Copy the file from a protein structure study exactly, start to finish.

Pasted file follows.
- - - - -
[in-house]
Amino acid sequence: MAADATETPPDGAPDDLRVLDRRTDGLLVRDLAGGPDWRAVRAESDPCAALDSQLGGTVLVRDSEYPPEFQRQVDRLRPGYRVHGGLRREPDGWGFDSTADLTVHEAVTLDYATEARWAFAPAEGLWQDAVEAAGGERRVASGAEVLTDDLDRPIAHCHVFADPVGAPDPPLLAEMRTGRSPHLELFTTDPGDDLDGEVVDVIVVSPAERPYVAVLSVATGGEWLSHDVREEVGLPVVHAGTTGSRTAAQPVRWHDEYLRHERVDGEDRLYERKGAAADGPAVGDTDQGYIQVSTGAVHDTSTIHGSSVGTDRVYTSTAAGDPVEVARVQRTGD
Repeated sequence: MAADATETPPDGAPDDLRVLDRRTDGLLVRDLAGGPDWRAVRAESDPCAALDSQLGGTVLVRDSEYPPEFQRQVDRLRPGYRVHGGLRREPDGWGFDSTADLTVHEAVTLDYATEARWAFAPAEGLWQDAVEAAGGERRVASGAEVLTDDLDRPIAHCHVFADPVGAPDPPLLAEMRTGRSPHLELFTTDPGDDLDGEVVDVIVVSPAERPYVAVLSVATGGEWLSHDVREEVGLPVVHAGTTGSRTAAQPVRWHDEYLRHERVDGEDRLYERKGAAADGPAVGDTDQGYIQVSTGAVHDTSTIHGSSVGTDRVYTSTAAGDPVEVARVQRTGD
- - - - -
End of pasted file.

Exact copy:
[in-house]
Amino acid sequence: MAADATETPPDGAPDDLRVLDRRTDGLLVRDLAGGPDWRAVRAESDPCAALDSQLGGTVLVRDSEYPPEFQRQVDRLRPGYRVHGGLRREPDGWGFDSTADLTVHEAVTLDYATEARWAFAPAEGLWQDAVEAAGGERRVASGAEVLTDDLDRPIAHCHVFADPVGAPDPPLLAEMRTGRSPHLELFTTDPGDDLDGEVVDVIVVSPAERPYVAVLSVATGGEWLSHDVREEVGLPVVHAGTTGSRTAAQPVRWHDEYLRHERVDGEDRLYERKGAAADGPAVGDTDQGYIQVSTGAVHDTSTIHGSSVGTDRVYTSTAAGDPVEVARVQRTGD
Repeated sequence: MAADATETPPDGAPDDLRVLDRRTDGLLVRDLAGGPDWRAVRAESDPCAALDSQLGGTVLVRDSEYPPEFQRQVDRLRPGYRVHGGLRREPDGWGFDSTADLTVHEAVTLDYATEARWAFAPAEGLWQDAVEAAGGERRVASGAEVLTDDLDRPIAHCHVFADPVGAPDPPLLAEMRTGRSPHLELFTTDPGDDLDGEVVDVIVVSPAERPYVAVLSVATGGEWLSHDVREEVGLPVVHAGTTGSRTAAQPVRWHDEYLRHERVDGEDRLYERKGAAADGPAVGDTDQGYIQVSTGAVHDTSTIHGSSVGTDRVYTSTAAGDPVEVARVQRTGD